Species in family 3
Species observed [DR] 3 (100%)
Species photo'd [DR] 3
Page created 22 Mar 1999; substantially revised 25 Jan 2006
Rhabornises are a small group of arboreal passerines, comprised of 3 species in the genus
, found only in the Philippines.
(left) is the widespread species, occurring throughout the major Philippine islands in lowland forests, some montane forests, gardens, and secondary scrub. The two other species are montane specialists.
Rhabdornises have traditionally been considered a separate family allied to the Certhidae (northern creepers), and were once called "Philippine creepers." Traditional paintings of Rhabdornises (e.g., Austin & Singer 1961 or du Pont 1971) show them clinging to tree trunks like traditional creepers. While they will sometimes forage along a limb, checking crevices, they mostly do so by hopping, and the rest of their behavior is not particularly creeper-like. They often forage in mixed species flocks (like tits or small babblers) and they sit up on bare trees like starlings (left). They also have brush-tipped tongues for flower feeding. Sibley (1996) thought it might be a babbler. Recent DNA sequencing shows them to be most closely related to starlings (Cibois & Cracraft 2004). Indeed, following the approach of Sibley & Ahlquist (1990), that new research treats them simply as a tribe among the starling subfamily in a huge Muscicapid assemblage. However, their relative position within the group is not well-supported. It is interesting to discover, however, that it appears that
is more closely related to starlings than are the oxpeckers (
) that have long been considered to be starlings (Cibois & Cracraft 2004). For the moment I leave them as a traditional family, until further evidence sorts it all out.
All of the Rhabdornis have a black mask, gray crown, and streaking to the sides but they differ in facial and crown details, breast pattern, and the crispness of the side streaking. The largest, most impressive, and rarest species in the family is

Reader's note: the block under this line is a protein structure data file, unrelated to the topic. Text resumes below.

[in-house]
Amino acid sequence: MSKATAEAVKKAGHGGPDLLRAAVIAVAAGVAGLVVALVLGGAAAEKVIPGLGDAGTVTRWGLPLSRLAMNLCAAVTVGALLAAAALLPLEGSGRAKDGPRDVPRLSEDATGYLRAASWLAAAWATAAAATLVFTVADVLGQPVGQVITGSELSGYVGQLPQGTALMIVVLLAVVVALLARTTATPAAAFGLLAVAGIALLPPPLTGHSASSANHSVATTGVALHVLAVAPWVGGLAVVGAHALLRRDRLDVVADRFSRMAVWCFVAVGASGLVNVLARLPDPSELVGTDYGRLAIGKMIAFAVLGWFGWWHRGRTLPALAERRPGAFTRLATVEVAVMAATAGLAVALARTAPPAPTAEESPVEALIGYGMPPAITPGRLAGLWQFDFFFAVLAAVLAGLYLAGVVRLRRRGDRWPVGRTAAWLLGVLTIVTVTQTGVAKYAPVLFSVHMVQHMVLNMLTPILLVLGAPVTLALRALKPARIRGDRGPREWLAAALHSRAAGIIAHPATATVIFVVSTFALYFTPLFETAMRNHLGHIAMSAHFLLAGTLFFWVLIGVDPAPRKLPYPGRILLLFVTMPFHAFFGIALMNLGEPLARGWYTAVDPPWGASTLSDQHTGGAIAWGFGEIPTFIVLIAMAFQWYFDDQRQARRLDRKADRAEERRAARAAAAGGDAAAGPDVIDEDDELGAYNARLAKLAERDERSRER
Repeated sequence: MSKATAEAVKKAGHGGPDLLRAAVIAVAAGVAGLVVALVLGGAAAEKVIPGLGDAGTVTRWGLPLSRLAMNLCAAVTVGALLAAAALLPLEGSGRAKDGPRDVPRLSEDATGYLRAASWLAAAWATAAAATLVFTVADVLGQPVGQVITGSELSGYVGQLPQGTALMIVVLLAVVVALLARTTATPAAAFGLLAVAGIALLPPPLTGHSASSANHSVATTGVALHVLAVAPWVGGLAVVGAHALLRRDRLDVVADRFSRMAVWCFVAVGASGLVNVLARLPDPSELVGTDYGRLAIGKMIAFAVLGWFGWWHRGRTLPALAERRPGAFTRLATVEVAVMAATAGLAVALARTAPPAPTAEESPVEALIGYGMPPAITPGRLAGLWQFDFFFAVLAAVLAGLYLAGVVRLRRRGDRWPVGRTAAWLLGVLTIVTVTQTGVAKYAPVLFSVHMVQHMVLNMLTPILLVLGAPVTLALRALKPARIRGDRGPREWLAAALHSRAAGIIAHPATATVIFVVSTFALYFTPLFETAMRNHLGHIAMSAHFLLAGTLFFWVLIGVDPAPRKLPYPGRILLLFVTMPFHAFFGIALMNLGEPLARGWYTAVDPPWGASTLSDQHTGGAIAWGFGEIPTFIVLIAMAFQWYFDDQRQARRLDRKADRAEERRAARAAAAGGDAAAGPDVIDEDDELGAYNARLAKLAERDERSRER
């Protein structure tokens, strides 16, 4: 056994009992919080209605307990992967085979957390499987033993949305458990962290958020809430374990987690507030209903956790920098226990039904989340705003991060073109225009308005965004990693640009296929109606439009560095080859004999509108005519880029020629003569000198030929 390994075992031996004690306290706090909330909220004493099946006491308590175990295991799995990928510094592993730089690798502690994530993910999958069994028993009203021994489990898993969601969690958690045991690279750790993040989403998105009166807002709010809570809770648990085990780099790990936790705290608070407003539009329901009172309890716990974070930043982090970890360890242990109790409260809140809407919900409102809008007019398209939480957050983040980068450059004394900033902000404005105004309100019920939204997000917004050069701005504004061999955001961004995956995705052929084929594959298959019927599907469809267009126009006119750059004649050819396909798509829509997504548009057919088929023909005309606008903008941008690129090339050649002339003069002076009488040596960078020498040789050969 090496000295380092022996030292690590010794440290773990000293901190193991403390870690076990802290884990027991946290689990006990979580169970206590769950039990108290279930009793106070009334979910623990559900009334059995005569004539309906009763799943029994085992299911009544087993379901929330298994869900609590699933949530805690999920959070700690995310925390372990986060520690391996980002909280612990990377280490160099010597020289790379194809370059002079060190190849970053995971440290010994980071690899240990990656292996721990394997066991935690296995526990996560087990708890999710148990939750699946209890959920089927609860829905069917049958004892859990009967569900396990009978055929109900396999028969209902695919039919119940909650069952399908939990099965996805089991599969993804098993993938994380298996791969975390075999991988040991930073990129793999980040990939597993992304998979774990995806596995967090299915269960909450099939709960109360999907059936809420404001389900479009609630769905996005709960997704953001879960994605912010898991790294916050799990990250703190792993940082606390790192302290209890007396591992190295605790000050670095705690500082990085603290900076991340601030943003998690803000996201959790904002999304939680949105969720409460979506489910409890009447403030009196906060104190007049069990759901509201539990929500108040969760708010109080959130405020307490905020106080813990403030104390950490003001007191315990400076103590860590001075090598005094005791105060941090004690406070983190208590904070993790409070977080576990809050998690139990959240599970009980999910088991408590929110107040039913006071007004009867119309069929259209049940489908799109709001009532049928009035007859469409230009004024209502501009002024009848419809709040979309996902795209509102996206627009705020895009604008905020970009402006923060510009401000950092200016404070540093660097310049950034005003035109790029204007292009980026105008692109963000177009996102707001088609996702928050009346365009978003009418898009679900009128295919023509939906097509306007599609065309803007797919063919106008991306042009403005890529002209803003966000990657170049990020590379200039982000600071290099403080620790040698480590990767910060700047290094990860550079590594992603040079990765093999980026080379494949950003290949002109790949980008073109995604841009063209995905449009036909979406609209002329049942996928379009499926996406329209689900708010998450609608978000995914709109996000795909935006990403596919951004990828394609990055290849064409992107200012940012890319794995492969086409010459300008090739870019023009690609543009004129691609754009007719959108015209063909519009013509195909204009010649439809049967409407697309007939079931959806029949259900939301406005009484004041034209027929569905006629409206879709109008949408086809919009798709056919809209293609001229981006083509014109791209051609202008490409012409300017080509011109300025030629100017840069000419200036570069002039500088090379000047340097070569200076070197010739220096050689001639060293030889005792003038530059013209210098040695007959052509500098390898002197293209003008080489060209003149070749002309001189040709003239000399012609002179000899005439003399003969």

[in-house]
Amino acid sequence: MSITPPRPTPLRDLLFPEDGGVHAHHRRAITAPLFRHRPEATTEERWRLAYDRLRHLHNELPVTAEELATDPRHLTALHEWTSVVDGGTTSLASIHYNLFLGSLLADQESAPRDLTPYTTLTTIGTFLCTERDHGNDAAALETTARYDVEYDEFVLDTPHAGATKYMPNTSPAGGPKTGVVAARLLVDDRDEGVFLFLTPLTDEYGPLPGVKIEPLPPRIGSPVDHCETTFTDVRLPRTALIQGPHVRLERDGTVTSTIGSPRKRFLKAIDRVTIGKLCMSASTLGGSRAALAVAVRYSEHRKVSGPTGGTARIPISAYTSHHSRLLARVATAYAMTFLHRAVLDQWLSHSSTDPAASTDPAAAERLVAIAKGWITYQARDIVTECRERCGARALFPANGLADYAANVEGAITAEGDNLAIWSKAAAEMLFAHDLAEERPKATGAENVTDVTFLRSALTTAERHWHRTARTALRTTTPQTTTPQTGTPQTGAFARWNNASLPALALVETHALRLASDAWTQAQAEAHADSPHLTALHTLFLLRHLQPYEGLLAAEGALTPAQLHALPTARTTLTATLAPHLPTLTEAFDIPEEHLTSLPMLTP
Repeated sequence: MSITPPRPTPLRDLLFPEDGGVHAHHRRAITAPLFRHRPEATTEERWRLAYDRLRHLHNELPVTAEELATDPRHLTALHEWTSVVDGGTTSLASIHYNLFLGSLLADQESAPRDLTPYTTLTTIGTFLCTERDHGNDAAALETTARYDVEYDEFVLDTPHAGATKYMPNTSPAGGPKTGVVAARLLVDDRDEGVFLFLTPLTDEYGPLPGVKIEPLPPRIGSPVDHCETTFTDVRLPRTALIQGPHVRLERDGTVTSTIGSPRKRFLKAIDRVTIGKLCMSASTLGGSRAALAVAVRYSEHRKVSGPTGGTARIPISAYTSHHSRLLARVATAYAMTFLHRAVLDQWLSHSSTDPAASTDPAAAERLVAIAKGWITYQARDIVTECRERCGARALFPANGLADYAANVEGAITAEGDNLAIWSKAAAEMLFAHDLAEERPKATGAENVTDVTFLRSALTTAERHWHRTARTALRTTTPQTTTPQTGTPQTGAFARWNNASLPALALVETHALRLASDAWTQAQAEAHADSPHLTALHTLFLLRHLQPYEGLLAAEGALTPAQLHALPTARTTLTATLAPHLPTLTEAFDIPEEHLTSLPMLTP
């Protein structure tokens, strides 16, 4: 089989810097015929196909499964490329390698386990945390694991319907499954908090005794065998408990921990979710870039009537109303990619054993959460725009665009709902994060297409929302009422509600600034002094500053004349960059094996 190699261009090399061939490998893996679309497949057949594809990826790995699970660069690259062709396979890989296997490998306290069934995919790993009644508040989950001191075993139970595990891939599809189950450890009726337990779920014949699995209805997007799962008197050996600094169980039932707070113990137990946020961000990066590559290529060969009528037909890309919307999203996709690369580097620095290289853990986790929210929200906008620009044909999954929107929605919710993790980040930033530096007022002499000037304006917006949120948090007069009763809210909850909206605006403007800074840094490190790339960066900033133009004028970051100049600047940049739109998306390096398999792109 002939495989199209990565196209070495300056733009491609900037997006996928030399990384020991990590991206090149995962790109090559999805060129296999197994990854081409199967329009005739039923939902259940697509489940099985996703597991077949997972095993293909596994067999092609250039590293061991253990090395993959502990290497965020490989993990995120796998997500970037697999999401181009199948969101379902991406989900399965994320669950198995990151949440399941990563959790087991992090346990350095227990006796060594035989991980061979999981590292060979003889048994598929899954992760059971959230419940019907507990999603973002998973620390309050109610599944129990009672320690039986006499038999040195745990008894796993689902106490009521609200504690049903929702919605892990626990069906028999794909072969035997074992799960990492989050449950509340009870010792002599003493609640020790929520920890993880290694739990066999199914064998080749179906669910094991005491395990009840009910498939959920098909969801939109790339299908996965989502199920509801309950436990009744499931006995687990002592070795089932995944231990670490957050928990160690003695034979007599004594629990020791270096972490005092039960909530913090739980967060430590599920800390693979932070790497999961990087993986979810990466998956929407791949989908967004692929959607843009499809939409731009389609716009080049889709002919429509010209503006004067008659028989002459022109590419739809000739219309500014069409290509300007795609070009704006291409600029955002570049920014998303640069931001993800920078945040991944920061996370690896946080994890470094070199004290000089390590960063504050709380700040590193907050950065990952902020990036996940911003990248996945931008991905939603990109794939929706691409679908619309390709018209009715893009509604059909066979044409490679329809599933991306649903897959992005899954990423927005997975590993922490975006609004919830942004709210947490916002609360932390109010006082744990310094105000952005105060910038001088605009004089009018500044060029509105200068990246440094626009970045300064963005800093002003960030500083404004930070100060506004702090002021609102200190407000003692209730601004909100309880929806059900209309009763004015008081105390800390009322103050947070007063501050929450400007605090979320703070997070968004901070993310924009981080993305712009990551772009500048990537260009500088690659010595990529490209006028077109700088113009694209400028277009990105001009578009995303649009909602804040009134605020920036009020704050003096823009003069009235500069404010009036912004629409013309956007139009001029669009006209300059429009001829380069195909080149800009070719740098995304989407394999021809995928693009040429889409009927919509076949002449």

(right in a fine shot ©
). I have my own shot of this individual but Blake's photo is much better. Grand Rhabdornis is restricted to montane forests in northern Luzon where it usually occurs singly. We first picked this bird up in an undulating flight, and tentatively called it a "Mountain Shrike!" It is about that size and has a heavy, long bill for this genus. Although mostly thought of as a high elevation species, we recorded it in mixed species flocks down to 1000m elevation in the Sierra Madre on northern Luzon. Sometimes those flocks also contained one or more Stripe-headed Rhabdornis.
The final species is
(left), a montane species above 800 m on Mindanao, Negros, Panay, Samar, and Leyte. This is a terrible photo — backlit and up in the canopy directly over my head on Mt, Kitinglad, Mindanao. Despite the marginal photo, note how small the bill is on this bird. Some consider Grand Rhabdornis to be simply a big-billed race of this species but I thought they were quite different. Note the broad and somewhat blurry breast streaking on Stripe-breasted Rhabdornis. Looking at the bird above my head, it reminded me for all the world of a female Purple Finch
(and seemed to be in a small flock feeding on small fruit, just as the finches do in California).
Rather little is known about the breeding biology of Rhabdornis. Stripe-breasted has nested in cavities (Kennedy et al. 2000), and it is presumed that the other species do as well. They eat a variety of things: seeds, fruti, insects (sometimes flycatching for insects), and an ocassional tree frog (Kennedy et al. 2000).
(top, sometimes called "Stripe-sided Rhabdornis") was photographed in the PICOP forest lands, south of Bislig, Mindanao, Philippines, on 26 Dec 2005. Blake Matheson photographed the
(sometimes called "Long-billed Rhabdornis") on Mt. Polis, Luzon, Philippines, on 1 Jan 2006 . The
was on Mt. Kitinglad, Mindanao, Philippines, on 23 Dec 2005.
Photos © 2006 D. Roberson, except the Grand Rhabdornis attributed to © Blake Matheson, used with permission; all rights reserved.
There is no family book as yet, nor much written about this group at all. I look forward to the
Handbook of the Birds of the World
project reaching this group.
Other literature cited:
Austin, O.L., and A. Singer. 1961. Birds of the World. Edited by H. S. Zim. Golden Press, New York.
Cibois, A., and J. Cracraft. 2004. Assessing the passerine "Tapestry": phylogenetic relationships of the Muscicapoidea inferred from nuclear DNA sequences. Molec. Phylog. Evol. 32: 264-273.
du Pont, J.E. 1971. Philippine Birds. Delaware Mus. Nat. Hist. Monograph series no. 2, Greenville, Delaware.
Kennedy, R.S., P.C. Gonzales, E.C. Dickinson, H.C. Miranda, Jr., and T.H. Fisher. 2000. A Guide to the Birds of the Philppines. Oxford Univ. Press, New York.
Sibley, C.G. 1996. Distribution and Taxonomy of Birds of the World. On diskettes, Windows version 2.0. Ibis Publishing, Vista, CA.
Sibley, C.G., and J.E. Ahlquist. 1990. Phylogeny and Classification of Birds: A Study in Molecular Evolution. Yale Univ. Press, New Haven, CT.
TO LIST OF FAMILIES OF THE WORLD
TO HOME PAGE